Turnout rates among Hispanic voters in Texas have historically lagged behind those in other states. But as demographics in the Lone Star state continue to shift, the key for Democrats to win local elections and ultimately turn the state blue in statewide and national elections is increasing that turnout. That’s where a recent voter turnout project our firms conducted in Harris County, Texas comes in.
In the fall of 2012, Texans for America’s Future PAC conducted a comprehensive, research-driven, field and paid communications program aimed at increasing general election turnout among low-propensity African American, Latino and progressive Anglo women voters in Harris County. Gold Communications and Myers Research were engaged to conduct direct mail and polling to targeted Hispanic voters as part of the program.
The project resulted in a historically high 58 percent turnout rate among 140,000 targeted low-propensity Hispanic voters in Harris County, which includes the city of Houston.
The starting point for our effort was a discovery by Myers Research that even though they were calling registered voters at specific addresses with specific voting histories, over 30 percent of targeted voters indicated they were not registered to vote, despite the fact that they were. Anecdotal reports reinforced this point, as the field effort identified registered voters who had not voted in 2010 and did not realize they were still registered. This became the basis of our mail program.
A mail program not based on social pressure
Gold Communications designed a five-piece turnout mail program that was driven by this main research finding, rather than following the latest trend of exerting “social pressure” by making voting turnout public knowledge.
The growing use of social pressure messaging in mailings to get out the vote has been propelled by social science research studies that have found an increase in the turnout of infrequent voters when they are sent mailings that include such messaging when contrasted with mailings that appeal to civic duty.
The mailings tested in these studies have included pieces detailing the target’s voting history, comparing that history to that of the recipient’s neighbors and promising to report after the election whether the individual had voted (which some have described as “public shaming”). In some instances, a softer approach has been employed, where the voter is thanked for participating, though it has met with somewhat less success.
We chose to forgo such social pressure messaging and instead conduct a program aimed at empowering infrequent voters by informing them of their registration status, while seeking to persuade them that voting was critical to their interests.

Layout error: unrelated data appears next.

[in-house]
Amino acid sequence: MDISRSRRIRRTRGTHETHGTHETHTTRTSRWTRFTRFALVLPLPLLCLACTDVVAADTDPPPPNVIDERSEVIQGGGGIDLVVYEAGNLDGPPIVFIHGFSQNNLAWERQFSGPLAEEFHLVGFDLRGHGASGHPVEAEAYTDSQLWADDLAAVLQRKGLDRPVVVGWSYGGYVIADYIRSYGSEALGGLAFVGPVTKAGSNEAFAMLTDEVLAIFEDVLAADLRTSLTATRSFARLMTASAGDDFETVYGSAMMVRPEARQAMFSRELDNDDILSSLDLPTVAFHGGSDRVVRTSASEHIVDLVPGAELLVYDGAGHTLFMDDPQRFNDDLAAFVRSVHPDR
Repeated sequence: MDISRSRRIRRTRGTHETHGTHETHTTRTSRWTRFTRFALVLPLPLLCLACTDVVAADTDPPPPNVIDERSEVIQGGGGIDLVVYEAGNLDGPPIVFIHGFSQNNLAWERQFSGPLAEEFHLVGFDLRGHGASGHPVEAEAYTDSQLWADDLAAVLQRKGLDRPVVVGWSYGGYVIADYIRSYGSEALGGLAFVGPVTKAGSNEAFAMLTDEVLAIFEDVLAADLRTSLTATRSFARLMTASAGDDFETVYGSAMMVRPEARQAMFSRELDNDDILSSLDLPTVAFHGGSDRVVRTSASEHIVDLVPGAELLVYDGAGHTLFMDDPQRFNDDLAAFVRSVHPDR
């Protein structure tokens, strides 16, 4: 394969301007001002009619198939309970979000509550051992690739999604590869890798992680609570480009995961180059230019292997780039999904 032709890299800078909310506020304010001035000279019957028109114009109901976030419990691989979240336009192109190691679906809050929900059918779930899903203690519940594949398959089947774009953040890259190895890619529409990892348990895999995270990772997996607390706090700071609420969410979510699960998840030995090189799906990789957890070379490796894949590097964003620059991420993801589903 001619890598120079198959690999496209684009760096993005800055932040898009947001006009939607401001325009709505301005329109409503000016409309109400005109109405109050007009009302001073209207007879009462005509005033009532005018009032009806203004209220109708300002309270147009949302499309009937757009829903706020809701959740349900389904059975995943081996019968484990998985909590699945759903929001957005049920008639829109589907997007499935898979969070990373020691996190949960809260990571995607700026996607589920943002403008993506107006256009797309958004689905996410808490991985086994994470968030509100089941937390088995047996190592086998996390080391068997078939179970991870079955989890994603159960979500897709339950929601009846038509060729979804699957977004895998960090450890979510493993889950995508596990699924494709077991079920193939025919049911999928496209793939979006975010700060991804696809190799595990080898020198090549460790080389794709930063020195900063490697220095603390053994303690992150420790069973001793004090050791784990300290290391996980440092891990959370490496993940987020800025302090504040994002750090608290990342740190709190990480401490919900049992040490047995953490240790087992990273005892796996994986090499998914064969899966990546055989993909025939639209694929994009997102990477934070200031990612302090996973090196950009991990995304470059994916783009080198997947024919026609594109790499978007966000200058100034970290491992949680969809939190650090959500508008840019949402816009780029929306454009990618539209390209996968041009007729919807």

The initial mailing was thus designed to appear as an official notice of eligibility to vote. The piece included a large arrow and box, into which each individual target’s name and address were lasered, to make it clear to the recipient that they were, in fact, registered and eligible to vote. The piece also began an effort to persuade the voters that their priorities and values were at stake, that Hispanics in Texas were under attack by extremist Republicans and that voting was necessary to defend their community.
There’s some irony here. Even though we rejected the social pressure route, this mailing aimed at informing and motivating rather than shaming voters, was awarded a Pollie for “Best Use of Social Pressure” by the American Association of Political Consultants (AAPC).
The next three pieces in the program focused on further persuading our target universe that voting was important to them, their families and their community. To this end, we employed the same message principles that have long been used in the pursuit of swing voters: tell an emotional story, make sure the story is relevant to the lives of the recipients and repeat the message again and again.
These pieces used what the polling showed to be the most powerful and relevant issues with our targeted voters: Mitt Romney’s threat to veto the DREAM Act, the need to stand with President Obama and quotes from Harris County Sheriff Garcia saying that voting was essential to protect the community. The final piece in the program returned to emphasizing that the recipients were indeed registered to vote.